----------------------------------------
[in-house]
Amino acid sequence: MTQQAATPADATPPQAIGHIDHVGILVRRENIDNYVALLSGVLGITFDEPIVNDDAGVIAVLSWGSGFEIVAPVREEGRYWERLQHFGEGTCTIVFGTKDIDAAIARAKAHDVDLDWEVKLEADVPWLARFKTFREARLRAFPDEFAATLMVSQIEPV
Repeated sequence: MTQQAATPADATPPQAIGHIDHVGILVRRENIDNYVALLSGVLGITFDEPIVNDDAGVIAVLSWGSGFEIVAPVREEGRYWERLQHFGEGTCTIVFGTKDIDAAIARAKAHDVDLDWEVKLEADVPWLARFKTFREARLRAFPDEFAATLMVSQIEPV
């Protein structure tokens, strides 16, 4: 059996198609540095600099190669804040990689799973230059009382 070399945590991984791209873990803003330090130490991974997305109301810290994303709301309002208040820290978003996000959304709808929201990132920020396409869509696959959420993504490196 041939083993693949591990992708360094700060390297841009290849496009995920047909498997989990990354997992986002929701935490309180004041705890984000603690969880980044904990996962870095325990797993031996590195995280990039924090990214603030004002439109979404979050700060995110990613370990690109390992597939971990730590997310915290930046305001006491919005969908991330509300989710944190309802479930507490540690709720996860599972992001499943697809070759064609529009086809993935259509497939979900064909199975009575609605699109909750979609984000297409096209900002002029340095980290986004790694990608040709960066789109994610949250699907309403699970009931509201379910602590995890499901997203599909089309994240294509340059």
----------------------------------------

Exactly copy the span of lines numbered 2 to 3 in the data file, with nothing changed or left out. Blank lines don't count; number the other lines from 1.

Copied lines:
Amino acid sequence: MTQQAATPADATPPQAIGHIDHVGILVRRENIDNYVALLSGVLGITFDEPIVNDDAGVIAVLSWGSGFEIVAPVREEGRYWERLQHFGEGTCTIVFGTKDIDAAIARAKAHDVDLDWEVKLEADVPWLARFKTFREARLRAFPDEFAATLMVSQIEPV
Repeated sequence: MTQQAATPADATPPQAIGHIDHVGILVRRENIDNYVALLSGVLGITFDEPIVNDDAGVIAVLSWGSGFEIVAPVREEGRYWERLQHFGEGTCTIVFGTKDIDAAIARAKAHDVDLDWEVKLEADVPWLARFKTFREARLRAFPDEFAATLMVSQIEPV